On October 3, Fed Chair Powell stated his view that the Fed funds rate was “a long way” from neutral. On November 16, Vice Chair Clarida opined that rates were “close” to neutral. Some in the financial media are making hay out of this, claiming that Clarida contradicted Powell.
Part of this may be due to the media’s affinity for controversy, but it’s still a stretch. There are at least two possibilities: 1) The gap didn’t change and there is a genuine contradiction, or 2) The gap changed and there is no contradiction. The second possibility seems not to have occurred to them. The tacit assumption here is that the hypothetical “neutral” rate of interest could not have moved much over the course of a few weeks. None of the reports of “contradiction” however have even attempted to make that case. These reports are therefore a substance-free product of non-critical thinking.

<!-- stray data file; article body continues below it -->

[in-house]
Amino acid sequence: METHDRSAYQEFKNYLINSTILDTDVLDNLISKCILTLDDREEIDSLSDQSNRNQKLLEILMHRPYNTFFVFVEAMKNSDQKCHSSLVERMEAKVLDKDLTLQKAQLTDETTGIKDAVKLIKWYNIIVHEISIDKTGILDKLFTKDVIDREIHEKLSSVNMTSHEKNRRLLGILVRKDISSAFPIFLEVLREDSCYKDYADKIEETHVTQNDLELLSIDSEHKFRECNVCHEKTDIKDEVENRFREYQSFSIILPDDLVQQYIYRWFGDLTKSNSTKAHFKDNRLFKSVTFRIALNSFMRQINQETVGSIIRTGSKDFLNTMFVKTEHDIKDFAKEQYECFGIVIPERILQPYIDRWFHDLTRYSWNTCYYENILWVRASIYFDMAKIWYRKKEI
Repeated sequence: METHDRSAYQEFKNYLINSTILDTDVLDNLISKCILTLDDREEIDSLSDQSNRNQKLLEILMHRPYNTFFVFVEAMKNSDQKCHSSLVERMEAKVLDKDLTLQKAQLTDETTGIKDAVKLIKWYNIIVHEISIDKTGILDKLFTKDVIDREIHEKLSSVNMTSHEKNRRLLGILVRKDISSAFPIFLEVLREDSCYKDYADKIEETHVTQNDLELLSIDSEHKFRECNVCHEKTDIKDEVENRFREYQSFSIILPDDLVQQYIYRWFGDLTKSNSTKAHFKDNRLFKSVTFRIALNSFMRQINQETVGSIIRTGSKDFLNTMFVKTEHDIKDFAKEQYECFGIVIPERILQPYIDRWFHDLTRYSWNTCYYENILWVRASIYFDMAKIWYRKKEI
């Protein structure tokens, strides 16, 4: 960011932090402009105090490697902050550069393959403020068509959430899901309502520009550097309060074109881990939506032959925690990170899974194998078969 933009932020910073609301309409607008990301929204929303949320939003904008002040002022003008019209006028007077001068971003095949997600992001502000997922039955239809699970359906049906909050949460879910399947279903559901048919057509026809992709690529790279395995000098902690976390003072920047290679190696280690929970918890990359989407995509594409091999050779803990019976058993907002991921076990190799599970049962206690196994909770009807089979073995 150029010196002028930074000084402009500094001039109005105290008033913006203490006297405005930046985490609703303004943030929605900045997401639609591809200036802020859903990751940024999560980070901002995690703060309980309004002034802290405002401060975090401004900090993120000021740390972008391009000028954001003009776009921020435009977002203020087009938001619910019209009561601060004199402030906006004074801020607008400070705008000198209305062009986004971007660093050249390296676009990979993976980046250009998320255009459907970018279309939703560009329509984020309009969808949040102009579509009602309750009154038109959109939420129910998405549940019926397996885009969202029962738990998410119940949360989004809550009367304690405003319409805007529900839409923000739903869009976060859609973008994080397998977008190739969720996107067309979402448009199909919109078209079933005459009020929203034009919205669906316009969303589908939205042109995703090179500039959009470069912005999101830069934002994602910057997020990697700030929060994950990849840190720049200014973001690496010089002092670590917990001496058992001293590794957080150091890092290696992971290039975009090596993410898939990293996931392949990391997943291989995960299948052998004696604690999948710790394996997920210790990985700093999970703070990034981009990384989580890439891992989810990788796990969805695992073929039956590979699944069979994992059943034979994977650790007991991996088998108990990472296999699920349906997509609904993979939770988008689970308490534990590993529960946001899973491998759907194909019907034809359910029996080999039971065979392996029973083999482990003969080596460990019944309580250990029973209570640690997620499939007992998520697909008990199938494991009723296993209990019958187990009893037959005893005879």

To the contrary, we pointed out last week in Deflation Accelerates the baselessness of the conventional assumption that inflation itself can’t change much in a short span of time. Where’s the evidence for that? That inflation only evolves gradually over months, quarters and years is nothing more than an illusion produced by metrics that can only detect the same.
Economics is no different than most areas of research … you’re not likely to find what you’re not looking for.